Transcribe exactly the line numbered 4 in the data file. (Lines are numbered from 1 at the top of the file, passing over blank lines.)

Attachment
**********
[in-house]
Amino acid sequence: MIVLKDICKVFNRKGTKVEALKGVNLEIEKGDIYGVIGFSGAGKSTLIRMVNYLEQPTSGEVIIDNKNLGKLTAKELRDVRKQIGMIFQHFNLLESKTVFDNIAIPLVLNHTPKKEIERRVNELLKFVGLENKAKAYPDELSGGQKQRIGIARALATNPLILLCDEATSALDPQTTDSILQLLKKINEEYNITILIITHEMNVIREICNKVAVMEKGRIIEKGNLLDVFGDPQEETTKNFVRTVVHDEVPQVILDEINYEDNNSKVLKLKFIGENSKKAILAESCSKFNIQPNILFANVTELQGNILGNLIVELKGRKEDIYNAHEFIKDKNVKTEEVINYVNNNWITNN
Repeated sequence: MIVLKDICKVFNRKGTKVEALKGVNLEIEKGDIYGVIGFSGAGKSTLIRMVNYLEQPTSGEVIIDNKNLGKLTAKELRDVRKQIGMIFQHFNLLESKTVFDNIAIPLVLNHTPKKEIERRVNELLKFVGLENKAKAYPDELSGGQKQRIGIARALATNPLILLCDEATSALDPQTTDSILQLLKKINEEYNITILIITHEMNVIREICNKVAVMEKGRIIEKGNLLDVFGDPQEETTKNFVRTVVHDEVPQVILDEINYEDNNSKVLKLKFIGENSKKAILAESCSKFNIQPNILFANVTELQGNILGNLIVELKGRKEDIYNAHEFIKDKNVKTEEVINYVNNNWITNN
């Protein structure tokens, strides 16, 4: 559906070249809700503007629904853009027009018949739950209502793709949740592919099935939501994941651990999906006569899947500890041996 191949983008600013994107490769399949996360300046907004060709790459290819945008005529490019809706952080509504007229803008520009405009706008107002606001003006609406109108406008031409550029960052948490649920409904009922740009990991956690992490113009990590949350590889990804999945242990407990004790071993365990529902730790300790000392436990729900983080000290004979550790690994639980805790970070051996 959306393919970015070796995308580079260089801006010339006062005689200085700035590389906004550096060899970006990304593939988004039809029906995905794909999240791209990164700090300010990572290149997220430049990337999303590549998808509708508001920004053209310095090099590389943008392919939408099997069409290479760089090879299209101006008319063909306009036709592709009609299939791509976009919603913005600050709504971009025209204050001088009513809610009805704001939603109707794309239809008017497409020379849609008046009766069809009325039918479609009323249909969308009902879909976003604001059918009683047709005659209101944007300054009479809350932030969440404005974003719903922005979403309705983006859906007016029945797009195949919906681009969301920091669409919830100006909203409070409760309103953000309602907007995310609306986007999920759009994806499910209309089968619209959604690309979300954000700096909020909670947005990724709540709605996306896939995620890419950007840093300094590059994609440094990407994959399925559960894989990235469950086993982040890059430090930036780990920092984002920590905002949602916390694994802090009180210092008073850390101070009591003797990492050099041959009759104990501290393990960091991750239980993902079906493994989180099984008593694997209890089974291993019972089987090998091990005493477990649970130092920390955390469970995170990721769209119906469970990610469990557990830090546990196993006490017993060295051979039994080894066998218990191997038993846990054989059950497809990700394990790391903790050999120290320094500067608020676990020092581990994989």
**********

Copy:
């Protein structure tokens, strides 16, 4: 559906070249809700503007629904853009027009018949739950209502793709949740592919099935939501994941651990999906006569899947500890041996 191949983008600013994107490769399949996360300046907004060709790459290819945008005529490019809706952080509504007229803008520009405009706008107002606001003006609406109108406008031409550029960052948490649920409904009922740009990991956690992490113009990590949350590889990804999945242990407990004790071993365990529902730790300790000392436990729900983080000290004979550790690994639980805790970070051996 959306393919970015070796995308580079260089801006010339006062005689200085700035590389906004550096060899970006990304593939988004039809029906995905794909999240791209990164700090300010990572290149997220430049990337999303590549998808509708508001920004053209310095090099590389943008392919939408099997069409290479760089090879299209101006008319063909306009036709592709009609299939791509976009919603913005600050709504971009025209204050001088009513809610009805704001939603109707794309239809008017497409020379849609008046009766069809009325039918479609009323249909969308009902879909976003604001059918009683047709005659209101944007300054009479809350932030969440404005974003719903922005979403309705983006859906007016029945797009195949919906681009969301920091669409919830100006909203409070409760309103953000309602907007995310609306986007999920759009994806499910209309089968619209959604690309979300954000700096909020909670947005990724709540709605996306896939995620890419950007840093300094590059994609440094990407994959399925559960894989990235469950086993982040890059430090930036780990920092984002920590905002949602916390694994802090009180210092008073850390101070009591003797990492050099041959009759104990501290393990960091991750239980993902079906493994989180099984008593694997209890089974291993019972089987090998091990005493477990649970130092920390955390469970995170990721769209119906469970990610469990557990830090546990196993006490017993060295051979039994080894066998218990191997038993846990054989059950497809990700394990790391903790050999120290320094500067608020676990020092581990994989």